Escaping Destiny – Untitled Bigfoot Project (208/224)



Escaping Destiny

The food jars are all washed, the water jars topped off, the firewood collected, and the fireplace coated in a thin layer of ash, clean of bulk. Now Albey sits with legs crossed beside the firepit, an ashy bucket to one side of him. Little else is left for him to do, so now the Mad Poet has resigned to cleaning a firepit he has no plans of hosting a fire with.

Almost resigned to cleaning the pit, that is; Albey sat down before the sun reigned high noon, and high noon has since passed. It passed only a short time ago, but still it has passed. Still he sits beside the pit, back hunched and chin in his hands.

“I’m jumping to conclusions again, am I not?” the Mad Poet asks the Universe. “I do not know what made that print in the dirt, it could have been–”

What? Anything? Technically yes, the maker of the big footprint does fall within the specific realm of Anything, but there is very little ambiguity about this. There is a print in the shape of a ‘man’s foot, but much larger than any human could hope to grow. Even the likes of Ram’rl the Unfallen could not hope to make a print that large, and that ‘man was the largest Albey had ever seen. One of the few the Poet could not grapple into submission.

Albey sighs. Closes his eyes. Opens them again.

“Mayhap I should meditate,” he reasons. “My mind is still clouded from the smoke I inhaled las–” and that’s when the gears click.

The day Albey meditated on the crown of the twin waterfalls – the day he was pushed off the ledge into the splash pool, no doubt by the race who made the big footprint if not the maker of the footprint itself – he drifted into a vision–


–and came upon a gray cloud which split into two, one half white and one half black. During his voyage last night Iuqon and Ram’rl came to him similarly; mayhap Albey does not need the herb–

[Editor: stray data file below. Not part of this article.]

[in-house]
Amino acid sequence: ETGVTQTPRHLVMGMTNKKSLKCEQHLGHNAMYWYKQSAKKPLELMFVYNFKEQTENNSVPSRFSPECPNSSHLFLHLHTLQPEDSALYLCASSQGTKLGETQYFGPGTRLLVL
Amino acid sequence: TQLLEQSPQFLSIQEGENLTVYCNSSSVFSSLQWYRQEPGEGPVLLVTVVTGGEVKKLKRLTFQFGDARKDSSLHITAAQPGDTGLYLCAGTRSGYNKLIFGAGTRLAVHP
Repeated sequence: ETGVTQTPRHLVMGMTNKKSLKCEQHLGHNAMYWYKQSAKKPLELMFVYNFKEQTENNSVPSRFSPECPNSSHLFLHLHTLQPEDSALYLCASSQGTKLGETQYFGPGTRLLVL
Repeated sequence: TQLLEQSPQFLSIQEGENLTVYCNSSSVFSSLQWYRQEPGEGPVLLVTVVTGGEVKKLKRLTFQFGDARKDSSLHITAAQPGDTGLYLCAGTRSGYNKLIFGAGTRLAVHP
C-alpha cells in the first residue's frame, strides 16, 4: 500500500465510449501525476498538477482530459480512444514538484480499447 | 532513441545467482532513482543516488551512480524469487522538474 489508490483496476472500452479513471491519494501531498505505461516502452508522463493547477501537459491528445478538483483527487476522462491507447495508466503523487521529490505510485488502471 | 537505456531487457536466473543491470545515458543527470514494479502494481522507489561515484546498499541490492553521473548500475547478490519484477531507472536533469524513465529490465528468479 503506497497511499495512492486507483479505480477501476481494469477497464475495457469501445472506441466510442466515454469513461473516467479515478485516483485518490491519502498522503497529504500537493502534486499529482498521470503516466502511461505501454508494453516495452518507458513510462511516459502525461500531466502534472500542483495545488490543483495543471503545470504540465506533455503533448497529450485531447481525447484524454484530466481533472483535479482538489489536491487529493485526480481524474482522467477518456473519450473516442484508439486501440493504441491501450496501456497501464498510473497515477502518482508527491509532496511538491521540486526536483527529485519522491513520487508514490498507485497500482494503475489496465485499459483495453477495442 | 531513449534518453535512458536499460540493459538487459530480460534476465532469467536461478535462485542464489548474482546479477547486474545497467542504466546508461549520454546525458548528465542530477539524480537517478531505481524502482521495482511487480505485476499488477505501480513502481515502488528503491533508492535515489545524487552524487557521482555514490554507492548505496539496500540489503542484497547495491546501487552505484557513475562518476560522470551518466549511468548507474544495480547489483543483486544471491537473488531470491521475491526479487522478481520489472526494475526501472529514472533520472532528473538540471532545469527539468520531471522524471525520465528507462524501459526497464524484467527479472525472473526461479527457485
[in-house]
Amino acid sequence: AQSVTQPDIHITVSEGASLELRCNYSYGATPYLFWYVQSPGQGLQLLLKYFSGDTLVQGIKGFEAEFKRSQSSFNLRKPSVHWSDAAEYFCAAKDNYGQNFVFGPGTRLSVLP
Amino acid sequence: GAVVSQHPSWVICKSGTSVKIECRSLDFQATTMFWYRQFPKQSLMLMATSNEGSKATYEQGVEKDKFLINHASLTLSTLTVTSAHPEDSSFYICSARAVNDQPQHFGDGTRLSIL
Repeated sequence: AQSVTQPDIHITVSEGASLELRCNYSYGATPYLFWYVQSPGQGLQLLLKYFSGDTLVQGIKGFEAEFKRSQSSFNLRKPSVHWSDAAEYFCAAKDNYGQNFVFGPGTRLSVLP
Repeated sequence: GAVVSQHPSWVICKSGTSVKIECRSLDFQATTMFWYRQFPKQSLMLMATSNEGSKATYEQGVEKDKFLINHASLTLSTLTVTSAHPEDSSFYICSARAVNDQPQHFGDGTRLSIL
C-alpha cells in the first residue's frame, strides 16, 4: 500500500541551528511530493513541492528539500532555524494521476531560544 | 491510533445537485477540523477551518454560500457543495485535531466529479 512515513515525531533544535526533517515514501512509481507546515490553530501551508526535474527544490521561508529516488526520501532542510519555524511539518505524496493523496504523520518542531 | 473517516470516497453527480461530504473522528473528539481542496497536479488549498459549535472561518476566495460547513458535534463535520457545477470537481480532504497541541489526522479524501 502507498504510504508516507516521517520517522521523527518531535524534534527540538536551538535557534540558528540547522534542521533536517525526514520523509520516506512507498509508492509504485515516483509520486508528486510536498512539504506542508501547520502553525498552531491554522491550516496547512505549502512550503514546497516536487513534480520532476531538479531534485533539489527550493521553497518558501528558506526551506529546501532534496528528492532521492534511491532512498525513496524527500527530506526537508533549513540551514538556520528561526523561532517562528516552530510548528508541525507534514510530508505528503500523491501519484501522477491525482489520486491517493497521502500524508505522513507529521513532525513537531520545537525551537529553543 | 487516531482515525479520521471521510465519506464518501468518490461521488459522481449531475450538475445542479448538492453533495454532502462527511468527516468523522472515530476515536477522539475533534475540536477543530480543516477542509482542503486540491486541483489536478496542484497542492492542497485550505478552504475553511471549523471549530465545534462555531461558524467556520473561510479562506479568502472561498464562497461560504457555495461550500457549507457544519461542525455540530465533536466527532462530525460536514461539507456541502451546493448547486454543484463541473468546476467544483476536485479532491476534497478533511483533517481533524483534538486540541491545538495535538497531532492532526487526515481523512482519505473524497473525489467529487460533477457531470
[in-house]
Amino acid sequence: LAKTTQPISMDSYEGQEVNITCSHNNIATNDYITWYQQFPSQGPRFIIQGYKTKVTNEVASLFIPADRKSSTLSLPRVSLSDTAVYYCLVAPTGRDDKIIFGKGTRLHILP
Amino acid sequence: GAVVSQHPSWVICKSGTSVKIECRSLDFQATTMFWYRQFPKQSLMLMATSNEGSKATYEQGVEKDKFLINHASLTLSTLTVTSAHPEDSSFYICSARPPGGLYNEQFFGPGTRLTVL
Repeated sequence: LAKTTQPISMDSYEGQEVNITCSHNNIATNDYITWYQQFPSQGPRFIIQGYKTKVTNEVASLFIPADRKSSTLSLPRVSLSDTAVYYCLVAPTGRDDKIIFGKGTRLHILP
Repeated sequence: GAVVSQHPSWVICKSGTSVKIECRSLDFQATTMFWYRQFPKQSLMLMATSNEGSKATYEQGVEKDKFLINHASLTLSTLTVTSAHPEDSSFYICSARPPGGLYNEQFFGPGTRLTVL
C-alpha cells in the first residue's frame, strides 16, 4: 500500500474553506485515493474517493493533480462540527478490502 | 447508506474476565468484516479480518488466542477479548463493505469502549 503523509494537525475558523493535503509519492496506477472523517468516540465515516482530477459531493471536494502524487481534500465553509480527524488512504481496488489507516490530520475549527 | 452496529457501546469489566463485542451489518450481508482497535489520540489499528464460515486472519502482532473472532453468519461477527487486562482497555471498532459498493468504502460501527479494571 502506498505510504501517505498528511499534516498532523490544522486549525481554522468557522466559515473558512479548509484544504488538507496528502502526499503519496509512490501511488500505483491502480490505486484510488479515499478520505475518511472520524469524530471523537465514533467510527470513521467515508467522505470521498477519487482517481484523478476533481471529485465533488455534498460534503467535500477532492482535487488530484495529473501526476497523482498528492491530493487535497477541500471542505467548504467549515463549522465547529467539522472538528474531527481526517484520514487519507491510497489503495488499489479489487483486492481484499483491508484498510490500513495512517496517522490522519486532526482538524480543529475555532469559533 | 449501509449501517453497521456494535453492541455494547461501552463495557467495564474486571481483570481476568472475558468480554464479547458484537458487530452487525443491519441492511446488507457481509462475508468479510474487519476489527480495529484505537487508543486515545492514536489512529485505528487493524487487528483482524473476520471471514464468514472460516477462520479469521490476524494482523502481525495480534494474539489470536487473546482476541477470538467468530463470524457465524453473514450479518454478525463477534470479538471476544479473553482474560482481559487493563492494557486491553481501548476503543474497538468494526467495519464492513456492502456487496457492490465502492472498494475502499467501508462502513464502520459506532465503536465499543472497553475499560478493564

‘The Flower’

–to hold council with The Triad, mayhap he needs only to close his eyes and focus deeply so he may travel so far within himself that his spirit leaves the Universe through the back door rather than the front.

“Or mayhap Gobon gave me the same sacrament during our little palaver, but in a larger quantity. The scent of the cannastralis was familiar enough when I first smelled it, and the scrawling on the jar warned against inhaling it in large puffs.”

Perhaps Gobon the In’Flu-Enz’a was the previous inhabitant of this terrible cabin, the slayer of all those animals whose meats are dried and seasoned with herbs and salts and sealed away in the jars on the shelves, the writer of the many books which line the third shelf beside the fireplace… bah, impossible. Such a shrew like Gobon could not hold his hand steady enough to letter in the way of the ‘man who went searching for the territory of the bigfoots and never came back. Gobon couldn’t lift a spear, let alone hurl one with any accuracy. He would not have the sense to barter with a reputable merchant for such would cost him prettily, and Gobon is the miserly type of ‘man who spends thriftily for the sake of hoarding his currency.

“If the fiend even has any currency to his name,” Albey spits. “He’s nothing more than those dreadful threads wrapped ‘round his back. Those and his little tricks.”

A flock of birds, black like a stormcloud, fly above the clearing. Albey cranes his neck to watch them go.

“Mayhap I shall smoke, then,” Albey decides, standing without using his hands. “I’ll indulge out here so the smell does not infect the cabin, and I shall take but a single toke, as to not waste any firewood.”

It seems like a solid enough plan, and so the Mad Poet puts it into action. He opens the labeled jar and takes a small nugg’ of The Flower, then swiftly caps the jar closed, returns it to the table. The crumbled nugg’ hardly covers the blackened bottom of the smoking pipe’s bowl, but that’s plenty enough. Pipe in hand Albey returns to his spot next to the firepit, sits down, and raises the mouthpiece to his lips. Pulls smokeless air. Lowers the bowl and laughs pathetically at himself.